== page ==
Business Mentoring and the Brain

Posted by Elizabeth Pearce on Tue, Dec 27, 2011 @ 11:30 PM

Most managers want to be more effective at managing, and most talent development professionals already know that business mentoring can be a helpful tool in increasing leadership and business skills. But rarely do people wonder about the brain functions which create better managers. 

The left-brain does much of the analytical work of business people, but it it’s the right side of the  brain that gives us that sense of being connected to one another. It's called the relational right brain for a good reason. The right-brain refers in a general way to those brain systems responsible for regulating our ability to interpret, navigate and thrive in the world. In particular, these systems also determine the quality of our relationships with others, including the ability to form secure emotional attachments. From PET scans and neuroimaging technology, scientists have learned that the right brain regulates or influences many aspects of our behavior.

The left-brain (left hemisphere of the brain) is the physical location of our capacity for logical thinking, abstract analysis, and verbal dexterity. The left-brain specializes in processing information in a conscious, specific and linear way, while the right-brain specializes in unconscious, global and holistic processing.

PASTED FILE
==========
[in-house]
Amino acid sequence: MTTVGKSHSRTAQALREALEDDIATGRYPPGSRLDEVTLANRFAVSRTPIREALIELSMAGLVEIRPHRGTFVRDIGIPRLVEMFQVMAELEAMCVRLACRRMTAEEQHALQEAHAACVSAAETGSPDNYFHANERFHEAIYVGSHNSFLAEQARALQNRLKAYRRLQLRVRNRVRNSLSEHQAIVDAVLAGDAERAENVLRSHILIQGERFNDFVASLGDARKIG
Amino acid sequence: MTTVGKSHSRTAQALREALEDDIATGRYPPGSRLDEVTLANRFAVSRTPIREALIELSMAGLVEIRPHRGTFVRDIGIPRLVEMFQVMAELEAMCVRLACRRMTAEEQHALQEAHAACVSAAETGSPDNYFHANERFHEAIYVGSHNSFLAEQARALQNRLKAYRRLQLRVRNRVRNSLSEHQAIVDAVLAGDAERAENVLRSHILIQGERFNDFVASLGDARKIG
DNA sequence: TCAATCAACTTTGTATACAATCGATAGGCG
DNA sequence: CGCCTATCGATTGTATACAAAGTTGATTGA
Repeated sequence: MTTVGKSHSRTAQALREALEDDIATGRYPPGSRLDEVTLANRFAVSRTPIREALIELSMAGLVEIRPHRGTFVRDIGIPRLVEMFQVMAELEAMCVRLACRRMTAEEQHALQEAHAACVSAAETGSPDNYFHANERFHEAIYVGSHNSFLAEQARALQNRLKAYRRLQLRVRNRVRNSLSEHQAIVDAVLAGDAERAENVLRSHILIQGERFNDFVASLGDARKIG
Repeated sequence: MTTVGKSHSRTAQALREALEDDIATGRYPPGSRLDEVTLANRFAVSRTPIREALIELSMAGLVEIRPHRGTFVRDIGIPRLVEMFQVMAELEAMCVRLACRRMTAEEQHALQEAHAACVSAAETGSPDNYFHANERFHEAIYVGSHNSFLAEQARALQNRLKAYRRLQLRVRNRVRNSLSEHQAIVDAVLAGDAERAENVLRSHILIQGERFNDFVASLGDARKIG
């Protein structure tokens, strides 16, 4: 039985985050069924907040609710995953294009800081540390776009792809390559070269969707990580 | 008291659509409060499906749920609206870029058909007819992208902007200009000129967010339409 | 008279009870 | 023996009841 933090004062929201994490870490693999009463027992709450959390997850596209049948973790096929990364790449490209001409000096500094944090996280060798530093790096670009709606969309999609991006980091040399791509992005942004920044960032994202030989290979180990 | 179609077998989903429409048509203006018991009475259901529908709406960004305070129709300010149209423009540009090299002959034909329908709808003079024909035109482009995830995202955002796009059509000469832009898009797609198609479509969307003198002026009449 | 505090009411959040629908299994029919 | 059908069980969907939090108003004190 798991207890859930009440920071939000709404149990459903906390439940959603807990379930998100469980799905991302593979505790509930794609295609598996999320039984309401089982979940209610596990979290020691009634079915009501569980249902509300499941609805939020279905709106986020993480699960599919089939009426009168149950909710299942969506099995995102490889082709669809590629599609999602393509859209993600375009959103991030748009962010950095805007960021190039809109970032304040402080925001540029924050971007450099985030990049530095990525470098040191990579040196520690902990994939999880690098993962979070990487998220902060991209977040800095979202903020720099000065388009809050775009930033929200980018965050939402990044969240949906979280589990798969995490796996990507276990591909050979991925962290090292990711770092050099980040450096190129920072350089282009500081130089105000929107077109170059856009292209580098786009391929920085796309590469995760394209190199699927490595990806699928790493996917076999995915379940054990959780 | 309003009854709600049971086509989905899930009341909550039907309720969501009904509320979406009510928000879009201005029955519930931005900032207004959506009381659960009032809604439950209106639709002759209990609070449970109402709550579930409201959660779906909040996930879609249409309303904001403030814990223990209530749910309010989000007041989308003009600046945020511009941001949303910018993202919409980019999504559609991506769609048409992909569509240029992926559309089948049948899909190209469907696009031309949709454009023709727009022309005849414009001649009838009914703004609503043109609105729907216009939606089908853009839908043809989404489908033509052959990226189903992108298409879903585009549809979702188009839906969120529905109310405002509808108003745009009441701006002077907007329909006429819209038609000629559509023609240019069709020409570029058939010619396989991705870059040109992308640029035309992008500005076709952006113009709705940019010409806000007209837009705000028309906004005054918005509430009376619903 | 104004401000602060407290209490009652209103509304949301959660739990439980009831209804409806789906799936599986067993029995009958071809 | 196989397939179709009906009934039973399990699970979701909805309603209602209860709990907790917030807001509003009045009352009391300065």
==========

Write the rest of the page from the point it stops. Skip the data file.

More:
Business mentoring is targeted learning by a more seasoned manager to enhance business related skills.  Business mentoring usually includes strategic challenges, analytical skills, political insight and managerial lessons and, thus, uses both sides of the brain.

Many of our clients use business mentoring with their engineers, scientists and other valuable and highly trained employees, who are stronger on the technical skills than their people skills.  Developing strength in the “soft skills of managing people” involves understanding one’s own feelings and awareness of the feelings and actions of others.

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SharpBrains.com website offers many insights into brain functioning.  When managers were surveyed about the skills that were becoming the most important to personal and professional success in the 21st Century, they ranked The Ability to Recognize and Manage One’s Own Emotions higher than The Ability to Plan Ahead and Solve Problems in a Systematic Way. Survey participants also ranked managing emotions higher than the Ability to Process New Information.

Thus, business mentoring is holistic and is more likely to impact managers and create a long-term sustainable competitive advantage than other types of training.  At Mentor Resources, clients have demonstrated again and again that business mentoring is a cost-effective tool for leveraging other types of learning programs, as it improves retention and impact of the newer skills which the firm is seeking to expand within the workforce. 

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Topics: talent management, Leadership Training, Age Diversity in the Workplace, Learning, competitive advantage, Knowledge Management, SmartBrains